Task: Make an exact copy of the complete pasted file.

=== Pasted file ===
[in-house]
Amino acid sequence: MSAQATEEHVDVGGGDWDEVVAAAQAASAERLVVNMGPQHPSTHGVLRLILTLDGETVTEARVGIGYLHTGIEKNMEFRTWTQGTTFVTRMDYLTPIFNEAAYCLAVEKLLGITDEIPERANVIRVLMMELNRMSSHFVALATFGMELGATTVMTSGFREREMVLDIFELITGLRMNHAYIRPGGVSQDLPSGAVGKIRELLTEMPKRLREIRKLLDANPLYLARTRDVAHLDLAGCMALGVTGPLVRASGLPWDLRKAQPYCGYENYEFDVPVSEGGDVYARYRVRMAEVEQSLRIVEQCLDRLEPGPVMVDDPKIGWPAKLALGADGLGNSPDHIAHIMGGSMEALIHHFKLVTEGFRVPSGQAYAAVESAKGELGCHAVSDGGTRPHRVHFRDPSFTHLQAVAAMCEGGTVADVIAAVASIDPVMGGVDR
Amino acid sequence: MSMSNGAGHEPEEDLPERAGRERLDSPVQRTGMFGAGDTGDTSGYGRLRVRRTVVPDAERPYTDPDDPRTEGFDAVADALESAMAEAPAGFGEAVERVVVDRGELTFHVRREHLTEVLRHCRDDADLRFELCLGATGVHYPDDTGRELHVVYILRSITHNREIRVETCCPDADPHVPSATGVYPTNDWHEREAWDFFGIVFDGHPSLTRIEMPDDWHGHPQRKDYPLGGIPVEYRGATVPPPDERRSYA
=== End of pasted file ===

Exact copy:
[in-house]
Amino acid sequence: MSAQATEEHVDVGGGDWDEVVAAAQAASAERLVVNMGPQHPSTHGVLRLILTLDGETVTEARVGIGYLHTGIEKNMEFRTWTQGTTFVTRMDYLTPIFNEAAYCLAVEKLLGITDEIPERANVIRVLMMELNRMSSHFVALATFGMELGATTVMTSGFREREMVLDIFELITGLRMNHAYIRPGGVSQDLPSGAVGKIRELLTEMPKRLREIRKLLDANPLYLARTRDVAHLDLAGCMALGVTGPLVRASGLPWDLRKAQPYCGYENYEFDVPVSEGGDVYARYRVRMAEVEQSLRIVEQCLDRLEPGPVMVDDPKIGWPAKLALGADGLGNSPDHIAHIMGGSMEALIHHFKLVTEGFRVPSGQAYAAVESAKGELGCHAVSDGGTRPHRVHFRDPSFTHLQAVAAMCEGGTVADVIAAVASIDPVMGGVDR
Amino acid sequence: MSMSNGAGHEPEEDLPERAGRERLDSPVQRTGMFGAGDTGDTSGYGRLRVRRTVVPDAERPYTDPDDPRTEGFDAVADALESAMAEAPAGFGEAVERVVVDRGELTFHVRREHLTEVLRHCRDDADLRFELCLGATGVHYPDDTGRELHVVYILRSITHNREIRVETCCPDADPHVPSATGVYPTNDWHEREAWDFFGIVFDGHPSLTRIEMPDDWHGHPQRKDYPLGGIPVEYRGATVPPPDERRSYA